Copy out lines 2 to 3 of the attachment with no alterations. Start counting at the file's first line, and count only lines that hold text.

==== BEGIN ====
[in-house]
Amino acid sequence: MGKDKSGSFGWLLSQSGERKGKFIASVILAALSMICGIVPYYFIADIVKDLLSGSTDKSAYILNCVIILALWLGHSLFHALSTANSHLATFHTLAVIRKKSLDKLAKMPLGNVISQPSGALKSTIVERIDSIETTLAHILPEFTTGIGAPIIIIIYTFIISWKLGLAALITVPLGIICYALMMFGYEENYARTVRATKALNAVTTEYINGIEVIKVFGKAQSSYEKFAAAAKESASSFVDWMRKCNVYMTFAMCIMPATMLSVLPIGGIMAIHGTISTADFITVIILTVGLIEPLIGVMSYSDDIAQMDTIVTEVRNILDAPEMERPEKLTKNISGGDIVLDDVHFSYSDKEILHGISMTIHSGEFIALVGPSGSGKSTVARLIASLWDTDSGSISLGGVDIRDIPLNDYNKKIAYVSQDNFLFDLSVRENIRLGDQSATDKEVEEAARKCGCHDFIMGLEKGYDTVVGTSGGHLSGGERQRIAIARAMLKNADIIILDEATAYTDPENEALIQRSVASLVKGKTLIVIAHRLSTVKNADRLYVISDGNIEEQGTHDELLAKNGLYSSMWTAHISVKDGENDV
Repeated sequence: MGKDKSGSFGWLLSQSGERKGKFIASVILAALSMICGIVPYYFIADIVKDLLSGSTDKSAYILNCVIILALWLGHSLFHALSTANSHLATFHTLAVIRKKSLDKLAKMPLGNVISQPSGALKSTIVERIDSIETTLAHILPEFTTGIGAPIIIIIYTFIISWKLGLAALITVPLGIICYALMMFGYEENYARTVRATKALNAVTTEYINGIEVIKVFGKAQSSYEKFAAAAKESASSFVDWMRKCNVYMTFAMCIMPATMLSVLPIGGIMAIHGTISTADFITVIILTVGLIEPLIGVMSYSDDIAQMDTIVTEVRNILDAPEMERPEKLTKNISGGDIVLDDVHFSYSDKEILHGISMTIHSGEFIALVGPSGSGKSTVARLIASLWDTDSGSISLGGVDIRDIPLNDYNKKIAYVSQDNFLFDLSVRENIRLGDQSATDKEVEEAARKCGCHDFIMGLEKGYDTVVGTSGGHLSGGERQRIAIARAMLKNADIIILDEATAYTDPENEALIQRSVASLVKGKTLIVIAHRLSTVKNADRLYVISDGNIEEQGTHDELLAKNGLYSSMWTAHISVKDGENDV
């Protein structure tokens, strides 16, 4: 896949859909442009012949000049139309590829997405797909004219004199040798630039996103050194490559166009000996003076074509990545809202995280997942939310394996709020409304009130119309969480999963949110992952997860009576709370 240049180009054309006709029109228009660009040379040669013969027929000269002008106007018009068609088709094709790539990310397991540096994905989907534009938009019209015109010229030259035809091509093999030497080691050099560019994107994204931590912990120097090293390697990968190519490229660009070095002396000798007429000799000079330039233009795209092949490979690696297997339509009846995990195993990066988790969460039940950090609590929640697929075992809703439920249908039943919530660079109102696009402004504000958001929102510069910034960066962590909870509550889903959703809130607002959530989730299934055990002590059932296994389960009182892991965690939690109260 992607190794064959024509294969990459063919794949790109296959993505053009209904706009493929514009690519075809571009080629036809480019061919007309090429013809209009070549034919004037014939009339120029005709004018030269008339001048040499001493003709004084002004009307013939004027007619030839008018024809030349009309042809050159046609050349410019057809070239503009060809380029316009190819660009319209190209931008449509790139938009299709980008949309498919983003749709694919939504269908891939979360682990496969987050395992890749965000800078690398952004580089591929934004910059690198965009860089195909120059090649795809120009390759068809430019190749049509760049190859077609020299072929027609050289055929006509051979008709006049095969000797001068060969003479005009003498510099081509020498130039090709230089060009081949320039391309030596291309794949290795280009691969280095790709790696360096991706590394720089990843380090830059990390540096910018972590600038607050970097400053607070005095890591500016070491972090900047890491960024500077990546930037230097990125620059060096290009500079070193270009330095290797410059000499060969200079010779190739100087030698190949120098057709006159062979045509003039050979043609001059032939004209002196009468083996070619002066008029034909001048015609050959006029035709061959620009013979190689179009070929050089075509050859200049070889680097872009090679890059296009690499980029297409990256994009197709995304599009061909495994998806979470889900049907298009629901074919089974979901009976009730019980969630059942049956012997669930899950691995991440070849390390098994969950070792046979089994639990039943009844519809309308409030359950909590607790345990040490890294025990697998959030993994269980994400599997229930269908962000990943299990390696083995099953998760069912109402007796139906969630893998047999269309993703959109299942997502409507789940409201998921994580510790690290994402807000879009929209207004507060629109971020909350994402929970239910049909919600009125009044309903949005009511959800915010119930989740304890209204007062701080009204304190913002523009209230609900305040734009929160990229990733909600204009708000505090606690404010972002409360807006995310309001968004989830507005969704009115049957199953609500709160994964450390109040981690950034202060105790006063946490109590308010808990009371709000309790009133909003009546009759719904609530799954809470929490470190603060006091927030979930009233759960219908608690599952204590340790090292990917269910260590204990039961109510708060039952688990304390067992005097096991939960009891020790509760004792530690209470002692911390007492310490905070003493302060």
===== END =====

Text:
Amino acid sequence: MGKDKSGSFGWLLSQSGERKGKFIASVILAALSMICGIVPYYFIADIVKDLLSGSTDKSAYILNCVIILALWLGHSLFHALSTANSHLATFHTLAVIRKKSLDKLAKMPLGNVISQPSGALKSTIVERIDSIETTLAHILPEFTTGIGAPIIIIIYTFIISWKLGLAALITVPLGIICYALMMFGYEENYARTVRATKALNAVTTEYINGIEVIKVFGKAQSSYEKFAAAAKESASSFVDWMRKCNVYMTFAMCIMPATMLSVLPIGGIMAIHGTISTADFITVIILTVGLIEPLIGVMSYSDDIAQMDTIVTEVRNILDAPEMERPEKLTKNISGGDIVLDDVHFSYSDKEILHGISMTIHSGEFIALVGPSGSGKSTVARLIASLWDTDSGSISLGGVDIRDIPLNDYNKKIAYVSQDNFLFDLSVRENIRLGDQSATDKEVEEAARKCGCHDFIMGLEKGYDTVVGTSGGHLSGGERQRIAIARAMLKNADIIILDEATAYTDPENEALIQRSVASLVKGKTLIVIAHRLSTVKNADRLYVISDGNIEEQGTHDELLAKNGLYSSMWTAHISVKDGENDV
Repeated sequence: MGKDKSGSFGWLLSQSGERKGKFIASVILAALSMICGIVPYYFIADIVKDLLSGSTDKSAYILNCVIILALWLGHSLFHALSTANSHLATFHTLAVIRKKSLDKLAKMPLGNVISQPSGALKSTIVERIDSIETTLAHILPEFTTGIGAPIIIIIYTFIISWKLGLAALITVPLGIICYALMMFGYEENYARTVRATKALNAVTTEYINGIEVIKVFGKAQSSYEKFAAAAKESASSFVDWMRKCNVYMTFAMCIMPATMLSVLPIGGIMAIHGTISTADFITVIILTVGLIEPLIGVMSYSDDIAQMDTIVTEVRNILDAPEMERPEKLTKNISGGDIVLDDVHFSYSDKEILHGISMTIHSGEFIALVGPSGSGKSTVARLIASLWDTDSGSISLGGVDIRDIPLNDYNKKIAYVSQDNFLFDLSVRENIRLGDQSATDKEVEEAARKCGCHDFIMGLEKGYDTVVGTSGGHLSGGERQRIAIARAMLKNADIIILDEATAYTDPENEALIQRSVASLVKGKTLIVIAHRLSTVKNADRLYVISDGNIEEQGTHDELLAKNGLYSSMWTAHISVKDGENDV